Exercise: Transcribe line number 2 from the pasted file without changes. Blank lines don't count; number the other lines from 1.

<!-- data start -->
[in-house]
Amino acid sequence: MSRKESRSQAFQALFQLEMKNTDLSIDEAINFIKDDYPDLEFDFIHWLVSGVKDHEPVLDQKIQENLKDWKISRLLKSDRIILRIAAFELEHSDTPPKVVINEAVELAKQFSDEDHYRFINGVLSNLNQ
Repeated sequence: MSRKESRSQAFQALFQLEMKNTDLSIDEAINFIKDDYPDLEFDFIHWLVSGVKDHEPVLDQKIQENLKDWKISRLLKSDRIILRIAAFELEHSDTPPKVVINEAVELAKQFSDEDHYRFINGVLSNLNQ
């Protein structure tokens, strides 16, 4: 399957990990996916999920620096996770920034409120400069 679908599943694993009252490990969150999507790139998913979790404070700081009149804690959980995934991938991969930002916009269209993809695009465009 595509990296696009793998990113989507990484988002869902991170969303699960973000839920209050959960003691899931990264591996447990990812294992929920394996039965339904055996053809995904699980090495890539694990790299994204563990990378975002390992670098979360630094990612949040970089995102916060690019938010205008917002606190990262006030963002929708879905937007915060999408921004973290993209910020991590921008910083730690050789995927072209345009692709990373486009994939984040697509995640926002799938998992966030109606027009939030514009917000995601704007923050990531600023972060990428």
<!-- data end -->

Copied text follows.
Amino acid sequence: MSRKESRSQAFQALFQLEMKNTDLSIDEAINFIKDDYPDLEFDFIHWLVSGVKDHEPVLDQKIQENLKDWKISRLLKSDRIILRIAAFELEHSDTPPKVVINEAVELAKQFSDEDHYRFINGVLSNLNQ